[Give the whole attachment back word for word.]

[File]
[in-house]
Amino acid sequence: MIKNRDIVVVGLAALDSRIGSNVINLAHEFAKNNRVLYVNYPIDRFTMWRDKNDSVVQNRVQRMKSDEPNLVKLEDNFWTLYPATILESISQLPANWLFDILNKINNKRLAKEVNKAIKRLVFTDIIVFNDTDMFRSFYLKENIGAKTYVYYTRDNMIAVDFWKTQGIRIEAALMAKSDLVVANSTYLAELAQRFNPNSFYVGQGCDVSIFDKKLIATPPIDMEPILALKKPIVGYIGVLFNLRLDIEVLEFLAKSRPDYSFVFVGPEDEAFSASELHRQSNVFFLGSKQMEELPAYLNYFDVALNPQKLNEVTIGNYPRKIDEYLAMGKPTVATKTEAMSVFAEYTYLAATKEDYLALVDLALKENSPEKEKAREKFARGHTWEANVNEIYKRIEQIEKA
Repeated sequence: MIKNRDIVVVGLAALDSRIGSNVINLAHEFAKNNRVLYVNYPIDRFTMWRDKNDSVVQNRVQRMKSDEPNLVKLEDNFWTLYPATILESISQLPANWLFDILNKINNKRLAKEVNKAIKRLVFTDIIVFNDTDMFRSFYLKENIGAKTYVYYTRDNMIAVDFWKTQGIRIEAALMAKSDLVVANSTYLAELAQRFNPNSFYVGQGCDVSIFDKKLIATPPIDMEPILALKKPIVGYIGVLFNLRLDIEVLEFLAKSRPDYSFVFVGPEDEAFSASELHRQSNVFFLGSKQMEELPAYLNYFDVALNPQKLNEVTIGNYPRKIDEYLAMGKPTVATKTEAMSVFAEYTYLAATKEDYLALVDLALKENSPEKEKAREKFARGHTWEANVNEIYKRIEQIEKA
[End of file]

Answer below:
[in-house]
Amino acid sequence: MIKNRDIVVVGLAALDSRIGSNVINLAHEFAKNNRVLYVNYPIDRFTMWRDKNDSVVQNRVQRMKSDEPNLVKLEDNFWTLYPATILESISQLPANWLFDILNKINNKRLAKEVNKAIKRLVFTDIIVFNDTDMFRSFYLKENIGAKTYVYYTRDNMIAVDFWKTQGIRIEAALMAKSDLVVANSTYLAELAQRFNPNSFYVGQGCDVSIFDKKLIATPPIDMEPILALKKPIVGYIGVLFNLRLDIEVLEFLAKSRPDYSFVFVGPEDEAFSASELHRQSNVFFLGSKQMEELPAYLNYFDVALNPQKLNEVTIGNYPRKIDEYLAMGKPTVATKTEAMSVFAEYTYLAATKEDYLALVDLALKENSPEKEKAREKFARGHTWEANVNEIYKRIEQIEKA
Repeated sequence: MIKNRDIVVVGLAALDSRIGSNVINLAHEFAKNNRVLYVNYPIDRFTMWRDKNDSVVQNRVQRMKSDEPNLVKLEDNFWTLYPATILESISQLPANWLFDILNKINNKRLAKEVNKAIKRLVFTDIIVFNDTDMFRSFYLKENIGAKTYVYYTRDNMIAVDFWKTQGIRIEAALMAKSDLVVANSTYLAELAQRFNPNSFYVGQGCDVSIFDKKLIATPPIDMEPILALKKPIVGYIGVLFNLRLDIEVLEFLAKSRPDYSFVFVGPEDEAFSASELHRQSNVFFLGSKQMEELPAYLNYFDVALNPQKLNEVTIGNYPRKIDEYLAMGKPTVATKTEAMSVFAEYTYLAATKEDYLALVDLALKENSPEKEKAREKFARGHTWEANVNEIYKRIEQIEKA